On January 21st, FMCSA published in the Federal Register the notice of proposed rulemaking (NPRM) for the much anticipated carrier safety fitness determination (SFD). The Administration proposes to change the Federal Motor Carrier Safety Regulations (FMCSRs) to revise the current procedure for issuance of a Safety Fitness Determination for motor carriers. Below, we look into what the new methodology is, what the changes are from the current system in place, what carriers would do if deemed unfit in the new proposed ruling, and the impact this new ruling will have on the industry.

The Proposed New Methodology

The new methodologies would determine when a motor carrier is not fit to operate by basing the carrier’s on road safety data in relation to 5 out of 7 of the Agency’s BASICS, an investigation, or a combination of on-road safety data and investigation information. The purpose of this new proposed way of determining fitness is to more effectively use the FMCSA’s data and resources to identify unfit motor carriers and to remove them from service.

Changes from the Current System

The new rule also proposes to eliminate the current 3-tier rating system of “satisfactory”, “conditional”, and “unsatisfactory.” This would be replaced with a single determination of “unfit.” The FMCSA proposes to evaluate carriers on a monthly basis. A motor carrier would be made “unfit” if it:

  • Failed 2 or more BASICs based exclusively on on-road safety data from 11 or more inspections in a 24-month period with one or more violations in each, in a single BASIC, before a carrier could fail the BASICs;
  • Had violations of the proposed set of critical and acute regulations, identified through an investigation, that cause the motor carrier to fail 2 or more BASICs; or
  • Failed 2 or more BASICs based on a combination of data from inspections and investigation results.

The new proposed methodology would also take a carrier’s monthly performance and compare it to what the Agency is calling a “absolute failure standard” that would be set in regulation based on each safety event group. This would eliminate the current method that ranks carriers based on peer event groups/performance of other carriers.

Only preventable crashes would be used in calculating the new Safety Fitness Determination. The differs from the current method which only determines the preventability of crashes to contest a carrier’s recordable crash rate after the Safety Fitness Determination.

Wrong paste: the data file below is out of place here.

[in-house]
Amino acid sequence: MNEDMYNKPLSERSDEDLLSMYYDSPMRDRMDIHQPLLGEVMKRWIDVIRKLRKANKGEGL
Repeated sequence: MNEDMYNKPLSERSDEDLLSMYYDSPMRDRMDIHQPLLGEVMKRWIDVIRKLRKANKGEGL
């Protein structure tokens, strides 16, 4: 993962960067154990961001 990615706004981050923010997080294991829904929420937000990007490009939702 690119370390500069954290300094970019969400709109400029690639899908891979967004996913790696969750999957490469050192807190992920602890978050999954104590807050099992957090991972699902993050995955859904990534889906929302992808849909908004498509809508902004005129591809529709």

Options for Carriers if they are Deemed unfit under the new rule

A motor carrier would have four different administrative proceedings available to them:

  • A review of material errors in assigning a proposed unfit SFD;
  • A review claiming unconsidered on-road performance inspection data;
  • A review after a request to operate under a compliance agreement; and
  • After a final “unfit” designation, a carrier can apply to continue to operate by applying for a new operating authority. They would be subject to a new safety registration, and new operating authority if the Agency deems necessary. They would maintain the same USDOT number under URS to show history of operation.

What would the impact of the new rule be?

The Agency estimates that 364 more motor carriers than the number that currently receive an “unsatisfactory” safety rating will receive a final “unfit” Safety Fitness Determination.

Under the proposed rule, it would identify and make “unfit” carriers involved in 41 more fatal crashes, 508 more injury crashes, and 872 more tow-away crashes in a subsequent year. The crash reduction elicited from these carriers is what the Agency is using to promote the benefits of the proposed rule.

Some points of impact that industry stakeholders has raised to the FMCSA are how this new rule will impact relationships, insurance requirement policies, contracts, the strain on small carriers/owner operators who may not have time or resources to comply, and the impact on the individual driver.

What’s next?

Initial comments from the industry are due by March 21, 2016, and any response comments will be accepted for an additional 30 days after that time. Check back on our blog soon for updates, and visit the FMCSA’s site directly for more information at: https://www.fmcsa.dot.gov/sfd.

 

References consulted

Safety, Fitness Determination – TIA webinar. Attended Feb 10, 2016.

Changes to the FMCSA’s Carrier Ratings and the Safety Fitness Determination was last modified: by